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'The Road Not Taken' by Robert Frost: A Critical Analysis

Ayesha is an English literature and language teacher. She obtained her Master's degree in English Literature.


The Road Not Taken BY ROBERT FROST

Two roads diverged in a yellow wood, And sorry I could not travel both And be one traveler, long I stood And looked down one as far as I could To where it bent in the undergrowth; Then took the other, as just as fair, And having perhaps the better claim, Because it was grassy and wanted wear; Though as for that the passing there Had worn them really about the same, And both that morning equally lay In leaves no step had trodden black. Oh, I kept the first for another day! Yet knowing how way leads on to way, I doubted if I should ever come back. I shall be telling this with a sigh Somewhere ages and ages hence: Two roads diverged in a wood, and I— I took the one less traveled by, And that has made all the difference.

The irony

The poem gives an insight into singular choices in life. The title is ironic because the road less travelled is the one chosen by the poet in the end.

‘Two roads diverged in a yellow wood,’

The ‘yellow wood’ is symbolic of maturity. It also symbolizes the confusions of life. The poet is in confusion as he is unable to choose a path for himself. He regrets that he cannot travel both roads because he is ‘one traveller.’ He must make a choice as to which road he must choose.

What do the two roads represent?

The two roads are, in fact, two approaches to life: the traditional and the sophisticated. The poet looks at the divergence hesitatingly for a while and starts to weigh the pros and cons of each option. He is pondering upon the outcome of his choice. He finally decides to tread on the ‘other’ road. It was as beautiful as the first one. He preferred the other road

‘Because it was grassy and wanted wear;’

It had not been frequently visited by human beings. It was the road of the artists which lead to beauty. Frost's road is certainly the one which leads him towards isolation, but he is happy that he took the second road.

Ambivalent Mood

Frost feels that, in the morning, both roads were covered by leaves and were waiting for him to make his final choice. Once he starts walking on the second road, he realises that it is not possible for him to come back. Once a choice in life has been made, it is difficult to turn back. On the one hand, the speaker finds himself to be a Romantic, an escapist who would like to travel both roads but cannot. The creative artist is set apart from the multitude. On the other hand, he expresses his inner doubt about truth and beauty and their identification. This identification in Keats’ words is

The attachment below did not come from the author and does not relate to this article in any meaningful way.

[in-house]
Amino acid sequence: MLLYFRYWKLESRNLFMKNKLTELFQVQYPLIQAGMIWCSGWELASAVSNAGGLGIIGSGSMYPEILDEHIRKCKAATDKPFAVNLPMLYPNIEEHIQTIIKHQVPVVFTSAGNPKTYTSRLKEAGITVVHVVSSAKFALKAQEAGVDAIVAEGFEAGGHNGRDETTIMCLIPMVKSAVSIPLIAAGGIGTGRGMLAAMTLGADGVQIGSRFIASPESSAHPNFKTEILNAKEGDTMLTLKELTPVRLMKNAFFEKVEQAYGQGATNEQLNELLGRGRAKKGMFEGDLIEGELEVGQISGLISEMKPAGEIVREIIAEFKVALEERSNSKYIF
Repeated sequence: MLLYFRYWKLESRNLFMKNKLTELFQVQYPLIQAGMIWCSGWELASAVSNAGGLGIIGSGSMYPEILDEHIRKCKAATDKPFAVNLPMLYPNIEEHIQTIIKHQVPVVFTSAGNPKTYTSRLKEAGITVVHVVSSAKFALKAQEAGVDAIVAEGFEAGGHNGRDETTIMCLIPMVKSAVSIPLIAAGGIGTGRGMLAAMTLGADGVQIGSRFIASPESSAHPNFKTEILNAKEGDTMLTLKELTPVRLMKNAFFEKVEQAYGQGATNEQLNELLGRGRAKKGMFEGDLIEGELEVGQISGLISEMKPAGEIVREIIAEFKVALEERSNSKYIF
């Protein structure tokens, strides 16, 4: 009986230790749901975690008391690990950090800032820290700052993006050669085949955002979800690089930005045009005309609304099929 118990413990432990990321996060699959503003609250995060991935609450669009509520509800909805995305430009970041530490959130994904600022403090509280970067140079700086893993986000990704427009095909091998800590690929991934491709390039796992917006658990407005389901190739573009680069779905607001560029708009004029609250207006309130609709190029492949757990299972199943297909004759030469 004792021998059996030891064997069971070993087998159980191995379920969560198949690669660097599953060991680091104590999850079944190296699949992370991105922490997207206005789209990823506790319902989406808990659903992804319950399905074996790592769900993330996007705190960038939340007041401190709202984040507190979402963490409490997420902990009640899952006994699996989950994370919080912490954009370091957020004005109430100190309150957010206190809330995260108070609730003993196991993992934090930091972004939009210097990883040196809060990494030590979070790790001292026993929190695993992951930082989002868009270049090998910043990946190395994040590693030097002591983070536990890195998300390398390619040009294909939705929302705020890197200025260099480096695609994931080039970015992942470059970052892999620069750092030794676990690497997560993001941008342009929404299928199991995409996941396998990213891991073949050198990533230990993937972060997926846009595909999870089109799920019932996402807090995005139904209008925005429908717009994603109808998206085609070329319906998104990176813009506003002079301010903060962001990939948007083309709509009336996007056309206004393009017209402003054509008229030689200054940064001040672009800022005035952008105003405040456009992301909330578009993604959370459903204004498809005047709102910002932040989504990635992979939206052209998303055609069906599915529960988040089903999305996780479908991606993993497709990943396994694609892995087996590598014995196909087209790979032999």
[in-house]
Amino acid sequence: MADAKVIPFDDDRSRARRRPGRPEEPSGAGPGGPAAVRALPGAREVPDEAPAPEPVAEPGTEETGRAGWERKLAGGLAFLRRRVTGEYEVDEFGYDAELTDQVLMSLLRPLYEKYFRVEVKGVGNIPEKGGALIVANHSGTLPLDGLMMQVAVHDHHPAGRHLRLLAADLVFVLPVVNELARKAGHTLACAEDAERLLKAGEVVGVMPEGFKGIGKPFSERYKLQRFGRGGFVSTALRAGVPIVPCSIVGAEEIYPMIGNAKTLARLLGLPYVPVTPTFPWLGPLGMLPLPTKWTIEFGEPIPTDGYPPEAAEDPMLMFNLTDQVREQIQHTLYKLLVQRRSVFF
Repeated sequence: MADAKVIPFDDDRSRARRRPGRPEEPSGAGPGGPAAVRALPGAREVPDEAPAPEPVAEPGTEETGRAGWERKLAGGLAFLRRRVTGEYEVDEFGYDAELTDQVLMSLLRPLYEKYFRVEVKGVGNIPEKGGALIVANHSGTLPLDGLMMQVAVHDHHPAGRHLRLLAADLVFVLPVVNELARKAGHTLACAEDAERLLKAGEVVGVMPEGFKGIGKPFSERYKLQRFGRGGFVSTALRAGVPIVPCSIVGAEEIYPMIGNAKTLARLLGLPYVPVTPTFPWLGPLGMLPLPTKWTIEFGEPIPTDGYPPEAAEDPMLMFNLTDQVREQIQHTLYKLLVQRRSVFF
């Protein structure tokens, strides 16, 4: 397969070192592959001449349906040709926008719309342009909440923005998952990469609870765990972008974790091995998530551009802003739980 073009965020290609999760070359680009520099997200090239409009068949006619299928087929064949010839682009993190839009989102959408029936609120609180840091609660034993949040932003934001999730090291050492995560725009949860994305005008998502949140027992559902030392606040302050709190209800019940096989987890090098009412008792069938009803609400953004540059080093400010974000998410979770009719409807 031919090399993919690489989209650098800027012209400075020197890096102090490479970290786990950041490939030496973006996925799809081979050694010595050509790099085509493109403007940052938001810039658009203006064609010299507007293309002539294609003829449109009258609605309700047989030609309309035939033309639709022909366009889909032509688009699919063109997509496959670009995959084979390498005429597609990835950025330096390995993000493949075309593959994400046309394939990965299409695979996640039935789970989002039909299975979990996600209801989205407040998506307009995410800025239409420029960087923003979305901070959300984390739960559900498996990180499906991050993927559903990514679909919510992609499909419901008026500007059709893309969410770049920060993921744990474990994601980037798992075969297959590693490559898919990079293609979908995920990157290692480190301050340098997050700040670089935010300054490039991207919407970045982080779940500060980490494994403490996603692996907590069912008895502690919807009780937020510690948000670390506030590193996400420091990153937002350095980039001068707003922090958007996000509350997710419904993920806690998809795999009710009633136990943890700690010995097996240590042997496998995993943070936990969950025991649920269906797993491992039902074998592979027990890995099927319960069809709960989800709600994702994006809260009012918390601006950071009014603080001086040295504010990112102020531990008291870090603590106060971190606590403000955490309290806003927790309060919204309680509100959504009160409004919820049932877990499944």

‘Beauty is truth, truth beauty – that is all

Ye know on earth, and all ye need to know.’

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The poet’s reflection upon his choice

The sigh in the last stanza is symbolic of relief and satisfaction. It is not of regret, but of gratitude. Once again, we come across an ambivalent mood. It appears that Frost is pleased with the thought that he is not a common man but an artist – a poet. He is glad that he chose the road less travelled,

‘And that has made all the difference.’

The difference is that he will live forever in the minds of men because of his choice.

‘Somewhere ages and ages hence:’

He is happy because he finds the choice of his own free will right with reference to the time and distant future.

Autobiographical element

The road not taken has ironically become a well-travelled road. The poem has an autobiographical touch. It points to the intellectual crossroad which Frost faced during his poetic career. Dissatisfied with the academic life, Frost chose this sincere loving path of individualistic men and was satisfied with his choice.

Robert Frost Poem Wall Art The Road Not Taken Poem Poster

Lessons for life

Herein, lies a message for us. Decision-making is a challenging affair for everyone. We must draw on wisdom, knowledge, and experience, to name a few, while making choices. There are moments of hesitation, confusion, chaos, and retreat. The cycle keeps running till we arrive at the right decision. The consequences of choices are to be visualised and judged against all odds that may come our way.


Robert Frost and John Keats

In this poem, there is an element of individualistic choice that aligns Frost with the Romantics. Here, we find that he has deeper affinities with Keats with respect to the beauty and truth formula. One road is that of beauty, the other of truth. He finds it difficult to combine the two. For Keats, ‘beauty is truth, truth beauty.’

But for Frost, they are still different paths. The pathway selected by him is the road leading to beauty. The other road leads to truth. He has an ambivalent attitude because he refers to them both as being fair. The first road is fair in the ethical sense, the other is fair in the aesthetic sense.

The Road Not Taken - Poem by Robert Frost Vintage Wall Art

This content is accurate and true to the best of the author’s knowledge and is not meant to substitute for formal and individualized advice from a qualified professional.

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